Watch your language


How a bountiful linguistic heritage gives writers options

English is one of the richest languages in the world. Over time Britain has been invaded by the Angles, the Saxons, the Romans, the Vikings, and the Normans, each contributing their native words to our national lexicon. We are one of the few cultures to have a thesaurus, our wide vocabulary giving us the options of synonyms, a luxury other languages don’t have. So the choice for writers is huge.

One of the aspects our multi layered language can help us with is register. If we want to depict someone as being down to earth we might use language with an Old English or Norse (Viking) origin. The Angles and Saxons who invaded Britain in the sixth century gave us basic words for body parts, food and farming. These words are often monosyllabic, such as ‘chest’, ‘hand’ and ‘hair.’  The Vikings, who swept down from the North in the eighth century, gave us words with the letter combination ‘sk’ such as ‘sky’ ‘skill’ and ‘skein.’ These words were also down to earth and usually of one syllable. The Romans, invading in 43 AD, brought us sophistication with win (wine), butere (butter), caese (cheese), piper (pepper), candel (candle), cetel (kettle) and disc (dish). After the Norman conquest in 1066 we acquired 10,000 French words, giving us the potential to be more chic and savoire-faire in our expression.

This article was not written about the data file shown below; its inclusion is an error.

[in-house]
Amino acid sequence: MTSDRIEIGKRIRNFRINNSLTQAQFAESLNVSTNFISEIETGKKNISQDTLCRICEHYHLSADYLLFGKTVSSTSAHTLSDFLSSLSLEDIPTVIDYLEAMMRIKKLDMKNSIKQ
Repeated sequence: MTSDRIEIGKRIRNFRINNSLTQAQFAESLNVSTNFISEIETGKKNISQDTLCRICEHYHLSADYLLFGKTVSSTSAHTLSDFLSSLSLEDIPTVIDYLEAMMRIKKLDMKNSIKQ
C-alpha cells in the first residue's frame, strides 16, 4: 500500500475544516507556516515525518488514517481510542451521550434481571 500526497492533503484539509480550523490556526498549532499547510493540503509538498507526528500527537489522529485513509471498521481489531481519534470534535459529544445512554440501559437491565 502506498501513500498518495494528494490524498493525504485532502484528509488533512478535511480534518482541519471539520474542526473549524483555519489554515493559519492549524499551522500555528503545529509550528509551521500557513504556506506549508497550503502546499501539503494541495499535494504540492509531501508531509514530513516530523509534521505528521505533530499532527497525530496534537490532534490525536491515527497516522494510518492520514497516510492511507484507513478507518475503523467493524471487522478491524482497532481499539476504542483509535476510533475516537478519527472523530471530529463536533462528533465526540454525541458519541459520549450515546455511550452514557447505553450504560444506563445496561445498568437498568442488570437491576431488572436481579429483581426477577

Knowing the etymology (origin) of words allows us to experiment with register.  For example if I wanted to suggest someone was making an enquiry, I could use the verb ‘ask’ which is Viking and basic, or ‘question’ which is French and therefore sophisticated, or ‘interrogate’ which is Roman and more sinister. Choosing words from the appropriate linguistic base permits us to add shades of meaning and tone to our writing which makes it more subtle and nuanced as a result. A good dictionary gives us origins of words and enables us to choose our linguistic register. This can be a bit clinical and tedious though; often we know instinctively if a word is formal or informal. A good rule of thumb is the more affixes (beginnings and endings such as ‘sub’ ‘ante’ ‘in’ and ‘ary’) the word has, and the more syllables, the more formal it is. Short, basic words sound more colloquial and lower the register.

So we have a lot to thank those historical invaders for – they have made our language one of the most rich and subtle ones around. And that’s a great gift for writers. So a big thank you to our foreign friends (or is that companions or acquaintances?)

StyleGill ThompsonComment